Heel, Rotson! My list of computer-generated dog names

Shadoopy. Dango. Ray-Bella. Figgie.

If I told you those were names of actual dogs in New York City, would you believe me?

They're not. They were generated by a machine-learning algorithm mimicking dog names after it "studied" a list of 81,542 dogs registered in NYC.

The experiment, which took just a few hours Saturday, was something I've wanted to try since I saw the playful, awesome work of Janelle Shane and her experiments using neural networks to generate paint colors, guinea pig names and Harry Potter fan fiction.

I happened to have some free time, and decided to give it a shot. Along the way I:

  • built, in mere minutes, a computer in the cloud powerful enough for machine learning
  • made and played with a recurrent neural network
  • learned a little more about machine learning
  • had a lot of fun

The program generated lots of names, including many that existed in the original data. Once I filtered those out, I had almost 400 computer-created, mostly plausible dog names. Here are some of my favorites:


If you'd like to geek out about how I did this, read on. You can do it, too.

The Software

Shane describes using char-rnn for her projects. "Char-rnn all the things," she says.

The char-rnn documentation is pretty great, and has some helpful info. It also suggests using torch-rnn as a new, faster way to do this character-based learning. I knew I'd have access to Torch on my cloud computer, so I went with torch-rnn.

The Hardware

All the cool kids are using GPUs -- graphics processing units -- for machine learning. Unlike the CPU (central processing unit) that runs your laptop or desktop, GPUs are chips designed for the fast, simultaneous computations needed for video, graphics, and gaming. And that power happens to be excellent for machine learning programs.

Buying, configuring and running a computer to use GPUs for machine learning can be tricky. I've tried. But at an artificial intelligence conference last week I learned that I could spin up a fully-configured computer with all the necessary gear in the cloud. And it takes about 3 minutes to set up.

The "cloud" computer actually lives in the Amazon Web Services (AWS) system. Learning the AWS landscape and its plethora of three-character creatures is trickier than it should be. If you've never done it, it'll take some work. (Here's how I teach it to college students.) But for anyone already comfortable starting an Elastic Compute Cloud (EC2) instance, it's pretty straightforward.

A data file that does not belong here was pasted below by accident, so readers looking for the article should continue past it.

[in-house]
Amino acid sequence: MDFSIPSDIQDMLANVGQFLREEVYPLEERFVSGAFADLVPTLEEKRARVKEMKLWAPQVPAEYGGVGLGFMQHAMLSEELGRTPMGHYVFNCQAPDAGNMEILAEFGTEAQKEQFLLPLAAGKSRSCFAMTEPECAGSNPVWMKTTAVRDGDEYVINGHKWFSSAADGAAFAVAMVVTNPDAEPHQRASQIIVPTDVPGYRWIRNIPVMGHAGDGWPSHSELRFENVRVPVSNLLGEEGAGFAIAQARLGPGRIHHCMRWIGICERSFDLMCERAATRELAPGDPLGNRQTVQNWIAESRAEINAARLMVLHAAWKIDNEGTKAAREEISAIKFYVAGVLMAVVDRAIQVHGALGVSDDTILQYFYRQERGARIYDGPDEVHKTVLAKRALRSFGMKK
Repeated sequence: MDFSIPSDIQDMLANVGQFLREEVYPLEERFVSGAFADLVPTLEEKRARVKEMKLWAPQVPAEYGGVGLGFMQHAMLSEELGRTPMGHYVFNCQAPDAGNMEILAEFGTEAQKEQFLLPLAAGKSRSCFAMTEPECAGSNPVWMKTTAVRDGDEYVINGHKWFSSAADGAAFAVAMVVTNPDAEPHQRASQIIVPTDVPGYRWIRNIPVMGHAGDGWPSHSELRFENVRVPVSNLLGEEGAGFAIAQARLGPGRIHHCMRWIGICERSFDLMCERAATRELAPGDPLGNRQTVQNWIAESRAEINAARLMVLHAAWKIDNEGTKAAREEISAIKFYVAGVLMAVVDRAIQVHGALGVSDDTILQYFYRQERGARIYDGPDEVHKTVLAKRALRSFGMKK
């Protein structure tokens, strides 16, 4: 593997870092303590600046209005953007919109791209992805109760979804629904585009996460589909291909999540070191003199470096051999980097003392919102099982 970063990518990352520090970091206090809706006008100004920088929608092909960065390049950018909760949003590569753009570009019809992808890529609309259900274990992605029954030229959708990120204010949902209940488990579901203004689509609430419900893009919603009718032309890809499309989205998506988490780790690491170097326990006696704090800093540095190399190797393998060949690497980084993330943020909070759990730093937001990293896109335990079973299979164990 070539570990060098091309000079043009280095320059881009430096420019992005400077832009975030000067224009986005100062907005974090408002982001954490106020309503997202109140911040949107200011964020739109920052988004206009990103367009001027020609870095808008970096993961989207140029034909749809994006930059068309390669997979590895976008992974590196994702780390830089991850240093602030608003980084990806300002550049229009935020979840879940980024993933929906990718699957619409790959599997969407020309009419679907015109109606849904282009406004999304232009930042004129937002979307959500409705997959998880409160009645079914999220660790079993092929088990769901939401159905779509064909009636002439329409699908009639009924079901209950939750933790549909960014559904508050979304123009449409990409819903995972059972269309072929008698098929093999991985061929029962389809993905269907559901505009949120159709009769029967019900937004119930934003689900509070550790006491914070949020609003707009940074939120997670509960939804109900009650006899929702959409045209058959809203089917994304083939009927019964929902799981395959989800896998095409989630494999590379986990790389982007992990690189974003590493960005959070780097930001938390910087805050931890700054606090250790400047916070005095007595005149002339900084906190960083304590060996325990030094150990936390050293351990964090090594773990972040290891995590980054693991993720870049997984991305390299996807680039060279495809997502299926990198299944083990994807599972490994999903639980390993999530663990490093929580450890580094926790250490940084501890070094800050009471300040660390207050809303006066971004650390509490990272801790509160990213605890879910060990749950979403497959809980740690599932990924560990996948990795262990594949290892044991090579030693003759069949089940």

• I went to the EC2 section of my AWS dashboard and picked "Launch instance"
  • In step 1, "Choose an Amazon Machine Image (AMI)," I clicked on "AWS Marketplace" on the left side of the page.
  • I searched for "deep learning."
  • I picked the Amazon-branded "Deep Learning AMI Ubuntu Version." This has a ton of current machine learning packages and drivers already on board.
  • In step 2, "Choose an Instance Type," I picked "p2.xlarge," which comes with NVIDIA graphics hardware and the CUDA drivers to run it.

If you try this yourself, be careful with the instance size you pick! The p2.xlarge is about a dollar an hour. The next size up is $7.20 an hour. Also, you'll want to be sure to "stop" the instance when you are done playing -- a dollar an hour adds up quickly!

The Data

I used the dog-license data obtained through a public-records request from the NYC health department back in 2012, which we used for the WNYC Dogs of NYC project and made public shortly thereafter.

The Process

Once I spun up the Amazon computer, I roughly followed the instructions in the torch-rnn repo. Since Torch is already loaded on that computer, but not fully installed, I had to add some steps and eliminate some others.

For all of the steps I took, check out the process notes I wrote along the way. My work, along with the data, is in this dognames branch of my fork of the torch-rnn repo.


Photo taken in New York City's Inwood Hill Park by Steve Guttman, used under creative commons from Flickr.